While we don’t want to be the bearers of bad news – it is obvious to most New Englanders that the cold weather will be here before we know it.  Here are some tips you can do to help “cold-proof” your home as much as possible:

  •  Clear leaves from gutters – it’s a slimy job but the task will protect your siding and basement from expensive water damage.  Accumulated leaves can be a problem in other areas as well.  Check the valleys of your roof and check drainage ditches and culverts.
  •  Check your roof for any loose or curling shingles.
  • Make sure entryway stairs are stable.
  •  Make sure silcocks are turned off.
  •  Check to make sure garage doors are closing properly and seals are in good condition.
  •  Check exterior doors for drafts and replace weather stripping if necessary.
  •  Check windows for drafts.
  •  Have your boiler serviced.
  •   Get programmable thermostats installed. You'll save about 3% on your heating bill for every degree that you set back your thermostat full time. (Turn it back 10 degrees when you go to work and again when you go to bed, and you can save about 14% on your heating bill.) Put on a few extra blankets at night and turn down the temperature 10°.  You may actually feel a lot better in the morning due to the increased humidity at a lower temperature.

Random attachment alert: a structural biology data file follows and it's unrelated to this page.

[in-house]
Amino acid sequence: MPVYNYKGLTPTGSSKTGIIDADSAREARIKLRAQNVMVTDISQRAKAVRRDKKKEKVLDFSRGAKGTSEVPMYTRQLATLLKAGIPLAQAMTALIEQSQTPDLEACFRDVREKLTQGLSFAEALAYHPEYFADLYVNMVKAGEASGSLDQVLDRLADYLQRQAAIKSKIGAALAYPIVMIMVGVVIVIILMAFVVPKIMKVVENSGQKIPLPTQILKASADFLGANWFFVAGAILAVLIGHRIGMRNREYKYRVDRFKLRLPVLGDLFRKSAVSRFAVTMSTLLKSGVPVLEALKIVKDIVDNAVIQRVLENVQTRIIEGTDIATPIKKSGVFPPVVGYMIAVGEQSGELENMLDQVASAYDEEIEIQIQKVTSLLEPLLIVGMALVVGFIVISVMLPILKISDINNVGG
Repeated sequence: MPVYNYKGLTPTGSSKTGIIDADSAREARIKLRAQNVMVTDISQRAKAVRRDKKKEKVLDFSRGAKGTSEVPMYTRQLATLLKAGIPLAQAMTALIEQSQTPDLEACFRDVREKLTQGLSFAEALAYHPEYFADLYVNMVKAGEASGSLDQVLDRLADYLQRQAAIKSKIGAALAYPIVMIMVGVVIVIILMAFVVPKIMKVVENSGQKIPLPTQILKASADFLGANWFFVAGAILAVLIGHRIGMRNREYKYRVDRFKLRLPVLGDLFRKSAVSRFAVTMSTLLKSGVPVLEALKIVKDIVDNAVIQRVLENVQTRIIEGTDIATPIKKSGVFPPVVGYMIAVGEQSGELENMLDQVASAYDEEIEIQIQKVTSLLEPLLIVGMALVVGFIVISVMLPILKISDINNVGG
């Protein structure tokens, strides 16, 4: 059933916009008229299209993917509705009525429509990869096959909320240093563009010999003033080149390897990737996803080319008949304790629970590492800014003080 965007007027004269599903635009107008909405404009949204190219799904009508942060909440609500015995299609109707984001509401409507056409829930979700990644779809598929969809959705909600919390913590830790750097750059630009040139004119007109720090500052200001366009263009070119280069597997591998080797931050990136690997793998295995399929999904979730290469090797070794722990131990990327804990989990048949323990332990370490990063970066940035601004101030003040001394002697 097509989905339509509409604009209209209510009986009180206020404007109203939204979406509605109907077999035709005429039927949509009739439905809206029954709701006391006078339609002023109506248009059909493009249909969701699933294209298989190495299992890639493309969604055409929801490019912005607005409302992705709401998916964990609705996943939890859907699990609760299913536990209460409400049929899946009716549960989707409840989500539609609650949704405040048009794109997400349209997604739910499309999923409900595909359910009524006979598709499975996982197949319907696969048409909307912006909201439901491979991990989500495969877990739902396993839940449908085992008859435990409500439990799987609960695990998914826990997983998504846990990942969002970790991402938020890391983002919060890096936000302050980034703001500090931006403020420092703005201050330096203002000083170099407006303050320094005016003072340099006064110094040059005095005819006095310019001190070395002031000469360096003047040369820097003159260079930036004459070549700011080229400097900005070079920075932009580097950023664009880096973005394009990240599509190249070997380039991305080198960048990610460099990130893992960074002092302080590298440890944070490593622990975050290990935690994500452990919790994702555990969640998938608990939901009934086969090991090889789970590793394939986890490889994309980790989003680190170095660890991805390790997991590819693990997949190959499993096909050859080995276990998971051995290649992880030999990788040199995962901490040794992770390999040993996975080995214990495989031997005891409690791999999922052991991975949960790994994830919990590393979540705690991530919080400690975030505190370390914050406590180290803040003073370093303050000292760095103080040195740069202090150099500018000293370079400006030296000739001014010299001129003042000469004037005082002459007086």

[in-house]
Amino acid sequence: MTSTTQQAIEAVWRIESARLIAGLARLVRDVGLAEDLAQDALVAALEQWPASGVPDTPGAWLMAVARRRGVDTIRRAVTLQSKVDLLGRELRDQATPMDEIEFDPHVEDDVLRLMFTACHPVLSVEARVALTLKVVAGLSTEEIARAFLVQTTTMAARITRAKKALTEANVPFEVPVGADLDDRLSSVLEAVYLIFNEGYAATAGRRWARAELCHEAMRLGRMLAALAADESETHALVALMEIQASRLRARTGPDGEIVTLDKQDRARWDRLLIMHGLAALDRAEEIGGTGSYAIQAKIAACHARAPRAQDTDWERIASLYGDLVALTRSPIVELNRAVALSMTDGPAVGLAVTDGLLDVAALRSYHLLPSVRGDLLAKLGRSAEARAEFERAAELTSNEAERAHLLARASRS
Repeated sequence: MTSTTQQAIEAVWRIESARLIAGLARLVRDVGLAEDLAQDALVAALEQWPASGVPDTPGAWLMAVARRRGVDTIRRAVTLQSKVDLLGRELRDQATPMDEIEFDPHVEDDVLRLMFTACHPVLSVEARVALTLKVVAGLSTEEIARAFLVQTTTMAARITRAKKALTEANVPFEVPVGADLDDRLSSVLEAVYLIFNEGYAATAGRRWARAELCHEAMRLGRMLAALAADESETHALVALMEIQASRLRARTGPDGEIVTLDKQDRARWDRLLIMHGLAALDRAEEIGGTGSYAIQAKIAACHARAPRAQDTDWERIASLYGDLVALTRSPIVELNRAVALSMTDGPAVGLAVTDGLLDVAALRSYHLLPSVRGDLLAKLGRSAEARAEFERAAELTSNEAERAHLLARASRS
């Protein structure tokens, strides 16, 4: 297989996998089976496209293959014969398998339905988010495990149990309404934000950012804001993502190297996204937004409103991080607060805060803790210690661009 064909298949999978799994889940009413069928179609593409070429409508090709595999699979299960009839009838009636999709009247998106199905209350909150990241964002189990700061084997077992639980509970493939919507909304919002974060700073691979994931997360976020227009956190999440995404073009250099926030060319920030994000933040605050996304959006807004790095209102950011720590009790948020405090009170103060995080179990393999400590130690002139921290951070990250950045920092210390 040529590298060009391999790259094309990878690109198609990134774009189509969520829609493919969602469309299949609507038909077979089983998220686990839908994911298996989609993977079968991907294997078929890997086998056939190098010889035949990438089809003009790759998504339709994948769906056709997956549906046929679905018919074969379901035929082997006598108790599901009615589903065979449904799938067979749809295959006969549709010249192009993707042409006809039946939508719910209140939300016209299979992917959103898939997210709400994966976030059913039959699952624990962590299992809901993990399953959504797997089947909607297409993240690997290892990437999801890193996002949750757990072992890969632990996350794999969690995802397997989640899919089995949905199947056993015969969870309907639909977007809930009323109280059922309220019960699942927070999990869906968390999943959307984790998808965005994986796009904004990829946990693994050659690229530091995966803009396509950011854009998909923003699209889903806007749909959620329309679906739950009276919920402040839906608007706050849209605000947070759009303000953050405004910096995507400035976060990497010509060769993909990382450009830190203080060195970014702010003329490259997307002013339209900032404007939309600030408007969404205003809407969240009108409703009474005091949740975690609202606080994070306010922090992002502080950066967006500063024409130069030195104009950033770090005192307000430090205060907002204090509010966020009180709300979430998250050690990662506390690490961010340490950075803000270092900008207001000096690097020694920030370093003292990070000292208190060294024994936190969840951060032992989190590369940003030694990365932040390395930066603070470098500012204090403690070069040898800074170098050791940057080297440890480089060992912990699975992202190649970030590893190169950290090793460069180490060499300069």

• Take advantage of "cheap solar heat". On the side of your home that is exposed to the sun during the day, keep the windows treatments and drapery open to let as much sun shine in as possible.  This is what's referred to as passive solar heat.  Conversely, all windows coverings should be closed at night, or when the sun is not shining.
  •  Wash your clothes in cold water.  New detergents work well using cold water settings, which can save a substantial amount of money for big families that run many loads of laundry.
  •   Install a fireplace heater grate.  There are a lot of folks that enjoy the warm cozy crackle of a fireplace during a cold winter night, but the truth of the matter is that most of that heat goes right up the chimney!  A fireplace heater grate captures heat from your fireplace and circulates it into the room.  Typically these units can capture 30-50,000 BTU's of wasted heat from a fireplace and effectively heat that room or part of your home.
  • Maintain moisture in your home.  Forced hot air heat and wood stoves can rob your home of moisture.  A touch of moisture makes heated air feel warmer.  A furnace mounted humidifier is likely your best answer if your home has forced hot air.  If you have a wood stove a non-whistling tea kettle or pot filled with water and placed on top should take care of it.
  • Check your homeowners policy to make sure it covers damaged caused by cold weather.
  •  With the holidays approaching maintain your large appliances by vacuuming your refrigerator condenser coils and front lower grill, cleaning oven and stove drippings and cleaning out your garbage disposal (pack with ice and ¼ cup baking soda, turn on, after ice grinding stops pour in a kettle of boiling water).
As always, we are here to help with any of the above processes that you may wish to take care of – no project is too big or too small for us.

Enjoy your Labor Day Weekend.....

Lenny & Lisa